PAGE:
The Covid-19 pandemic has impacted nearly every aspect of daily life as well as how the world functions from concerts to shopping and everything in-between. One less-thought-about aspect that’s changed is how people are driving. More specifically, what car accident statistics look like as more people work remotely or are still out of work.
The Ford Motor Company Fund and the Governors Highway Safety Association (GHSA) have worked meticulously to compile data on teen driver fatalities in the past, as well as working to provide tips for parents on how to keep their kids safe. Recent findings, combined with this data, show a startling trend as the pandemic rolls onward.
Increase in Accidents
From 2015 to 2019, both organizations found that speeding-related fatalities were highest among teenagers aged 16-19. Their rate was 43%, while all other age groups combined sat at 30%. Over those five years, 4,930 teens died from speeding, both drivers and passengers.
Those numbers were produced under normal traffic conditions. With the pandemic, roads and highways are less crowded. This can make speeding tempting for any age group, but that action isn’t any safer despite the lack of vehicles on the road.
State after state has reported an increase in accidents since the pandemic began, especially fatalities caused by speeding. Even with less cars and open roads, drivers can and are losing control over their vehicles at high speeds.
The 2015 to 2019 report held a few interesting findings that shed light on speeding-related accidents, especially among teens. The driver is usually a male, often not wearing their seatbelt, and either runs off the road or rolls the vehicles in most cases.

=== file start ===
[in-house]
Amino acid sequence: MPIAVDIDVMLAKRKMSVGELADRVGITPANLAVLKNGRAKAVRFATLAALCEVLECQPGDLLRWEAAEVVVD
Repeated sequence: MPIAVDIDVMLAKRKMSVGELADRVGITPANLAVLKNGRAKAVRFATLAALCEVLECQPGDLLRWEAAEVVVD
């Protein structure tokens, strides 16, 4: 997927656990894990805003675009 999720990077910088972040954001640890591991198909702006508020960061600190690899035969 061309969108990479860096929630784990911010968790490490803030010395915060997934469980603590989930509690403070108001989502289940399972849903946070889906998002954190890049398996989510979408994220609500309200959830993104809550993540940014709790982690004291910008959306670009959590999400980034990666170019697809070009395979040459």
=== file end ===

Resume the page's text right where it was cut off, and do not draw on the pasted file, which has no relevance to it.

Take those factors into consideration for the already high number of speeding fatalities prior to the pandemic, then combine with them data coming out of each state. State officials point to tragic stories of teens speeding, leading to the death of themselves and passengers, citing pandemic-related reasons.
People have been cooped up for a while, which means two things. One, driving on less crowded and open roads is a way to beat boredom and blow off steam. Two, people are overly excited to see their friends and family again as restrictions are lifted and vaccines are administered. With both factors now in play, it has created a trend of careless driving and speeding.
What Can You Do?
Teen drivers are the most likely to be involved in a speeding-related accident. If you have a teen driver in your household, there are ways you can protect them. From a financial and legal aspect, it helps to know the number of a professional like this San Jose car accident attorney. For preventative measures, the GHSA recommends technology.
There are various apps on the market that allow parents to track their child’s speed, detect hard braking, and other risky behaviors while they’re behind the wheel. In-car technologies can also help parents accomplish this while also setting a top speed for the car.
Finally, parents can take advantage of the Ford Driving Skills for Life program. With plenty of award, this program from Ford Fund has helped over 1.25 million teen drivers develop the skills they need to stay safe on the road with a special focus on respecting speed limits.